Mining the California Truck Survey for Emissions Modeling
Research Idea Scope
This research would analyze the new California Truck Survey data to develop MOVES model inputs and compare inputs developed from this survey with other sources. It would also provide suggestions as to how a new national Vehicle Inventory and Use Survey (VIUS) (under consideration by the U.S. Department of Transportation, but not yet funded) could improve MOVES inputs with new truck activity data from other states. The California Department of Transportation (Caltrans) conducted the California Truck Survey in 2016 and 2017. Modeled after the national VIUS last conducted in 2002, this survey is providing information on vehicle and trip characteristics for heavy-duty vehicles. While a final report on the survey is being published in 2018, it will not specifically examine the data for use in developing inputs to emissions models such as MOVES or EMFAC. Telematics data, including location and engine operation, was collected for a subsample of about 650 trucks in the survey. The survey data has great potential to inform the development of MOVES inputs such as start and soak time distributions, extended idling by vehicle and use type and geography, drive cycles in specific operational contexts, and variations in activity patterns by vehicle age.
Urgency and Payoff
Heavy duty diesel vehicles account for a substantial – and increasing – fraction of emissions in state and local mobile source inventories, especially particulate matter (PM) and oxides of nitrogen (NOx). The heavy truck activity data on which the current MOVES emissions model defaults are based date from a sample of 120 trucks gathered in the late 1990s, and are both limited and potentially out of date. A recent research project, NCHRP 08-101 (Enhanced Truck Data Collection and Analysis for Emissions Modeling) explored the potential of emerging telematics data sources to update and improve the previous data and inform local MOVES model inputs. Cost, sample size, and content limitations on existing data sources, however, meant that some key questions could not be fully addressed. The project in particular flagged extended idling (truck hoteling) as a large source of emissions that also is subject to considerable uncertainty in local and even national inventories. Uncertainty also persists about emissions related to starts, and about how activity patterns vary in different geographic contexts. The California Truck Survey was noted in the NCHRP study as a potentially valuable data source, but the data were not available at the time of the study. This proposed research would take advantage of this newly available data source with the goal of improving mobile source emissions inventories and better understanding what truck-focused emission reduction strategies are needed to achieve air quality goals.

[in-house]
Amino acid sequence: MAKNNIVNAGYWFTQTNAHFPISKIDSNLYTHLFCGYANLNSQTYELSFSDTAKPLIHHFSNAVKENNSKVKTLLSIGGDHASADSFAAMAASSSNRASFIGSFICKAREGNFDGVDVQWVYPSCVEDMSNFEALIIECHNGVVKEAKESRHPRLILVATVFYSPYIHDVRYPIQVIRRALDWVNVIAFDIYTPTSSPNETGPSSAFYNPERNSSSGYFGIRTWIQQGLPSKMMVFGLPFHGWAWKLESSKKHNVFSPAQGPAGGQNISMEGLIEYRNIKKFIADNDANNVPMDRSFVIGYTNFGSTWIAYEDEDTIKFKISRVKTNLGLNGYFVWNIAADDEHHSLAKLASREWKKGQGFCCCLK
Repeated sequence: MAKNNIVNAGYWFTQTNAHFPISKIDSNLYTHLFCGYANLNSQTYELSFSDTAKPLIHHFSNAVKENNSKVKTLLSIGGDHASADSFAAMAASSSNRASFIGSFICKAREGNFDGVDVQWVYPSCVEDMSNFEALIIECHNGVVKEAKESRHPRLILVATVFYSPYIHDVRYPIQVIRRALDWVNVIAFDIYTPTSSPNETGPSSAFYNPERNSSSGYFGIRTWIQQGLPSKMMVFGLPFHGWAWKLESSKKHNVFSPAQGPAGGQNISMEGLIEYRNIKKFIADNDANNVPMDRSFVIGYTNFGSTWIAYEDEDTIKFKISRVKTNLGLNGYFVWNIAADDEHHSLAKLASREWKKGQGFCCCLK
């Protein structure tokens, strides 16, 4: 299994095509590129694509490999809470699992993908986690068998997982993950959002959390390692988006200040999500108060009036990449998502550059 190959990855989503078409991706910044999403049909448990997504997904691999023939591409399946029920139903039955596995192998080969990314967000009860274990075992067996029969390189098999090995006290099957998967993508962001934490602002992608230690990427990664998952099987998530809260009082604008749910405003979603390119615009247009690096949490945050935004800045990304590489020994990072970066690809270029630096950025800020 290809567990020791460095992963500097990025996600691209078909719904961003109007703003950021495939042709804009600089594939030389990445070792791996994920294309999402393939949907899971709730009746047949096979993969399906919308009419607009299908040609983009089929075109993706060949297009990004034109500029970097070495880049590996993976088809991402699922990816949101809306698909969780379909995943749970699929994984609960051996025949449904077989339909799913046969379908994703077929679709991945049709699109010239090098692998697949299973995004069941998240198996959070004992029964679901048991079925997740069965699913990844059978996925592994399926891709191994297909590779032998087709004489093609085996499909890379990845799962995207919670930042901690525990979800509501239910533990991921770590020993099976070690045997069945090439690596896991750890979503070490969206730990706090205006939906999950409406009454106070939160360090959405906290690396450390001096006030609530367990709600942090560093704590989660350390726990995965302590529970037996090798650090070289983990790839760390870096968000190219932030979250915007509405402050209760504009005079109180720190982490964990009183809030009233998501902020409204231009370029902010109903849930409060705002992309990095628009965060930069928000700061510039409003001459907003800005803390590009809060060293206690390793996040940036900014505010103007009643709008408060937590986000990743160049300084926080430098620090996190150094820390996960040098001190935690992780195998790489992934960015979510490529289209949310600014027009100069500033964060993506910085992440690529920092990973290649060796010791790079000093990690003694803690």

Chris Porter Cambridge Systematics, Inc. 781-539-6723